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Business news briefs — Feb. 19


Pianalto to speak in Wooster

Sandra Pianalto, outgoing president and chief executive officer of the Federal Reserve Bank of Cleveland, will speak Wednesday at the College of Wooster.

Her talk, My Life at the Federal Reserve, is part of the college’s James R. Wilson lecture series. The program starts at 7:30 p.m. in the Wilson Governance Room in the lower level of the Scot Center, 1267 Beall Ave., Wooster. Admission is free.

Pianalto joined the bank in 1983 as an economist and was named president in 2003. She is a graduate of the University of Akron, has a master’s degree in economics from George Washington University and also is a graduate of the Advanced Management Program at Duke University. She is retiring from the Cleveland Fed on May 31.


UPS sets increase

UPS says it is increasing its quarterly dividend by 8 percent as a result of the shipping company’s improved cash flow. The Atlanta-based company said it will pay a dividend of 67 cents per share March 11 to shareholders of record as of Feb. 24. That’s up from its most recent dividend of 62 cents per share.


Union pursues options

Volkswagen’s top workers’ representative says he won’t give up the fight for unionization at the German automaker’s plant in Chattanooga, Tenn. Employees there voted 712-626 last week against joining the United Auto Workers union. Bernd Osterloh, who is also a member of VW’s supervisory board, told the German daily Suddeutsche Zeitung that U.S. labor law experts will check whether undue pressure was put on employees to reject the UAW.

Osterloh says “all options will be examined” to introduce a “works council” at the only major VW plant worldwide without formal worker representation.

He told the paper that the failure to achieve this might prevent Volkswagen from building future plants in the U.S. South.

Wage request made

Japan’s largest manufacturer and employer, Toyota, said the wage increases labor unions have demanded going into annual negotiations this year were “surprisingly high.” The carmaker will wait until the negotiations are finished before saying whether it will agree to the requests, Senior Managing Officer Naoki Miyazaki told reporters. He said improvement in Japan’s economy and the need to boost personal spending will be considered in the talks. Toyota this month reported profit quintupled last quarter and raised its forecast for the year.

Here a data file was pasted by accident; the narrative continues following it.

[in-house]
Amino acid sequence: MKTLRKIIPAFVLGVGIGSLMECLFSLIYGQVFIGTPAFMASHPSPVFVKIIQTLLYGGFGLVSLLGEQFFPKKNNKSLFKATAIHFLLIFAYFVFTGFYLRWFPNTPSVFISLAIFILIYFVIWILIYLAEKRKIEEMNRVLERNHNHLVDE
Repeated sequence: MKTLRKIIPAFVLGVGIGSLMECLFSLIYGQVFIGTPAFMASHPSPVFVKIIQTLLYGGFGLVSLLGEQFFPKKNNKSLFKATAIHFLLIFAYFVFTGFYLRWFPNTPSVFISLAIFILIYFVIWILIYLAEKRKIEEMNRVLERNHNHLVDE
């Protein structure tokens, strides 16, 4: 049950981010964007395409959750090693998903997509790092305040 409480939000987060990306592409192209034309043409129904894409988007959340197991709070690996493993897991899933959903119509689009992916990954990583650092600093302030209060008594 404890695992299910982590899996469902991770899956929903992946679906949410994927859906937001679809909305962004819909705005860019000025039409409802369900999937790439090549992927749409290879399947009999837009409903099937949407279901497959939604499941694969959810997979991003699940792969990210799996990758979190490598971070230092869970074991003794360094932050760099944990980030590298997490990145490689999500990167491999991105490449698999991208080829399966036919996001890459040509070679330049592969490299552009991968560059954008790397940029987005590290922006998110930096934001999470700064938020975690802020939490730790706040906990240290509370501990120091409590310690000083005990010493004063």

Mazda problem studied

U.S. regulators are investigating problems with the power brakes in the Mazda CX-9 crossover SUV. The National Highway Traffic Safety Administration says it has seven complaints of unexpected loss of power-assisted brakes. No crashes have been reported. The probe covers about 62,000 of the SUVs from the 2010 and 2011 model years.


N.J. seeks court intervention

New Jersey, wanting to overturn a federal ban on sports betting in all but four states, has asked the U.S. Supreme Court to declare the ban unconstitutional. With a federal appeals panel ruling against the state, New Jersey is appealing to the nation’s highest court to consider two legal questions: Does the Professional and Amateur Sports Protection Act usurp state authority, in violation of the 10th Amendment? And does its granting permission to only four states to conduct sports betting violate the principal of equal sovereignty? The panel ruled New Jersey law allowing sports betting conflicts with the federal law, which limits sports betting to states that legalized it before a 1991 deadline — Delaware, Montana, Nevada and Oregon. New Jersey says the federal law is unconstitutional because it treats states differently.


Dow falls nearly 90 points

The Dow Jones industrial average lost 89.84 points to 16,040.56. The Standard & Poor’s 500 index fell 12.01 points to 1,828.75 and the Nasdaq composite fell 34.83 points to 4,237.95.

Compiled from staff and wire reports



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